Not really. Sounding like a broken record harping a point over and over again is unlikely to sway anyone, particularly business customers who are going to purchase Vista because they're supposed to and home customers who will get it because it came with their machine. All of the other groups out there either tuned into their particular camps out of a nearly religious conviction or our of an active decision process. Those who actually make a well thought-out decision only need to be told once.

Re:Dupe from Friday (0)

Anonymous Coward | more than 7 years ago | (#17362402)

Sounding like a broken record harping a point over and over again is unlikely to sway anyone

Sure it will, as long as it comes across as if a bunch of different people are saying it. That's the basis of most propaganda, and the basis of most advertising. A majority of people believe something is true if they hear the same thing said by a number of different people, without any critical thought actually being involved in the process.

Re:Dupe from Friday (1, Interesting)

The Living Fractal (162153) | more than 7 years ago | (#17362052)

/signed

Mod parent up.

Mod story -1 redundant.

Mod me -1 offtopic.

Mod yourself Merry Christmas.

TLF

Re:Dupe from Friday (-1, Flamebait)

Anonymous Coward | more than 7 years ago | (#17362140)

mod yourself -1 dead by fucking killing yourself fucktard

Re:Dupe from Friday (3, Interesting)

quentin_quayle (868719) | more than 7 years ago | (#17362426)

I don't mind that it's a dupe. However, it is mis-titled.

It's not about Vista security. It's about Vista DRM.

The difference is that security is about the owner of the hardware establishing and protecting his control over it, while DRM is about a party A trying to claim some control over hardware belonging to another party B, on grounds that some pattern of bytes which A or a third party owns is currently instantiated, or might at some time be instantiated on B's hardware. When used for DRM, the term "security" becomes a meretricious euphemism designed to mislead an audience about who is securing what from whom.

Priorities (2, Informative)

bigberk (547360) | more than 7 years ago | (#17361960)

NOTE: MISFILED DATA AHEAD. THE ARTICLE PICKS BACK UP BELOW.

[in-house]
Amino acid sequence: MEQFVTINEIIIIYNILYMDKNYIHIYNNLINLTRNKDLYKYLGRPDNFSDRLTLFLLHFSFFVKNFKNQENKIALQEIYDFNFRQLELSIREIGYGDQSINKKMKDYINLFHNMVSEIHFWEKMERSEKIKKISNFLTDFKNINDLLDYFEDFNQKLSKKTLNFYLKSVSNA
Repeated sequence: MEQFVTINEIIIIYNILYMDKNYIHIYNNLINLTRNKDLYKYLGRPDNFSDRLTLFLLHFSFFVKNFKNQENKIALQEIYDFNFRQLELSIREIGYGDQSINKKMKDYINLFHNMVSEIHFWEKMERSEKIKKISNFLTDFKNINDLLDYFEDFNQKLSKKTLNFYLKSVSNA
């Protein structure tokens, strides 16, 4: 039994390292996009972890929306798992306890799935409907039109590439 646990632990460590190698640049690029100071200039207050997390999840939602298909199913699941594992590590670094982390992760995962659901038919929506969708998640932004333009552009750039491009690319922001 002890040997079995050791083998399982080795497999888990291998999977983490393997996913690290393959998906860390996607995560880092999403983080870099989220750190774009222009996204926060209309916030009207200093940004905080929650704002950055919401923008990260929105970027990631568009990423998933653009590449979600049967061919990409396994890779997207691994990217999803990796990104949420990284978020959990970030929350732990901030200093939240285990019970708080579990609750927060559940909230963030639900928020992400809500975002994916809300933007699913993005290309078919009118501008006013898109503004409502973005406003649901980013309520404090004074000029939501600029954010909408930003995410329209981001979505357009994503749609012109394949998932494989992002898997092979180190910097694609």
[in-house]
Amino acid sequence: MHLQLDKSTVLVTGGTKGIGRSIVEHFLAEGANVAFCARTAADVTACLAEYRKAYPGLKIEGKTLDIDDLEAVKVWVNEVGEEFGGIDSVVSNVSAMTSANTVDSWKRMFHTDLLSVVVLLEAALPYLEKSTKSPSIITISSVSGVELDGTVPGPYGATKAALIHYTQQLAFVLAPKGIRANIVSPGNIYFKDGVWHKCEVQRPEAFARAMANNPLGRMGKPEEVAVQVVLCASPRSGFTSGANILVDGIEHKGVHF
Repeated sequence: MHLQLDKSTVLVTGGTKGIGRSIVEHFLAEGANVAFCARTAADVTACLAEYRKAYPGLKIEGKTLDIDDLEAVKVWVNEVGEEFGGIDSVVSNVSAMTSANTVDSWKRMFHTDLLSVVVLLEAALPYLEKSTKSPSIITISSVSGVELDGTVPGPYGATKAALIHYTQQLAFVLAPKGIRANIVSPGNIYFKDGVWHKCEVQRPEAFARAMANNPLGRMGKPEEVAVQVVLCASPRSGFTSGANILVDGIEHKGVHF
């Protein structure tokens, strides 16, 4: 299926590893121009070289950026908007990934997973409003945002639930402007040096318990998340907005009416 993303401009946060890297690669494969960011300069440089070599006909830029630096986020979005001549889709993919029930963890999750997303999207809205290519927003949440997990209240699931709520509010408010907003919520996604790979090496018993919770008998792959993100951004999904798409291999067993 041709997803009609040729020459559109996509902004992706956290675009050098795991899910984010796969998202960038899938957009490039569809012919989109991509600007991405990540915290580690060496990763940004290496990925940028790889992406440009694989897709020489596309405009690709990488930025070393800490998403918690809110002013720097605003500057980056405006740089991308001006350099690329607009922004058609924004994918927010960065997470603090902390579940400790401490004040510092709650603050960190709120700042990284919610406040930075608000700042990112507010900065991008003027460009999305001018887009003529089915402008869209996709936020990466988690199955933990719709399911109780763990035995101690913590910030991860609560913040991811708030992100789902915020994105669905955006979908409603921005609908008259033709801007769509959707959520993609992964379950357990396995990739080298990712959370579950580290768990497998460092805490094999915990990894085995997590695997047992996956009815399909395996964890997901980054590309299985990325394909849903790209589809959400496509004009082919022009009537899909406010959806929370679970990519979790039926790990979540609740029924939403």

For the kinds of purposes I'm interested in (research, science) this will make workers question the priorities of the operating system they are using. Is the priority to have maximum flexibility, performance, compatibility and extensibility (*nix) or to have maximum convenience for consumers (Windows).

Without a doubt, Windows is still the most convenient platform for consumers. But the priority behind the design is not purely performance and flexibility, but protecting content and other commercial interests.

We sure know the priority isn't security either

Re:Priorities (0)

Anonymous Coward | more than 7 years ago | (#17362126)

Without a doubt, Windows is still the most convenient platform for consumers.


I would think that most people would consider spyware/virii inconvenient...

Re:Priorities (1)

MouseR (3264) | more than 7 years ago | (#17362130)

Without a doubt, Windows is still the most convenient platform for consumers

*humf* *cough* *cough* bleargh!!!!! *puke*

Nice trolling.

Re:Priorities (5, Funny)

kfg (145172) | more than 7 years ago | (#17362162)

Without a doubt, Windows is still the most convenient platform for consumers. But the priority behind the design is not purely performance and flexibility, but protecting content and other commercial interests.

Houston; we have doublethink.

KFG

Re:Priorities (4, Insightful)

diegocgteleline.es (653730) | more than 7 years ago | (#17362176)

We sure know the priority isn't security either

In fact, if they only wasted the half of the time they wasted in DRM in security improvements...

I mean, if you read the DRM protection [microsoft.com] work...they completely redid everything that could break DRM, they break compatibility, they're even planning systems that need to re-do the hardware to require encryption on the *system*bus* just to keep hardware hackers from stealing contents at that place and hence making the DRM useless.....

If they had wasted all those efforts in improving security...vista would be the most secure consumer os available

Re:Priorities (4, Insightful)

zCyl (14362) | more than 7 years ago | (#17362430)

I mean, if you read the DRM protection work...they completely redid everything that could break DRM, they break compatibility, they're even planning systems that need to re-do the hardware to require encryption on the *system*bus* just to keep hardware hackers from stealing contents at that place and hence making the DRM useless.....

The message is clear. They believe their monopoly can be best maintained by catering to producers, rather than to consumers. Consumer choice is not driving that market.

Re:Priorities (1)

Eli Gottlieb (917758) | more than 7 years ago | (#17362316)

maximum flexibility, performance, compatibility and extensibility (*nix)
Please repost when you've rid yourself of the Unix Virus. *nix may be the best thing on today's market for desktop or server operating systems, but it does not in any way meet those criteria. Hell, nothing can ever give maximum in all of those, especially compatibility.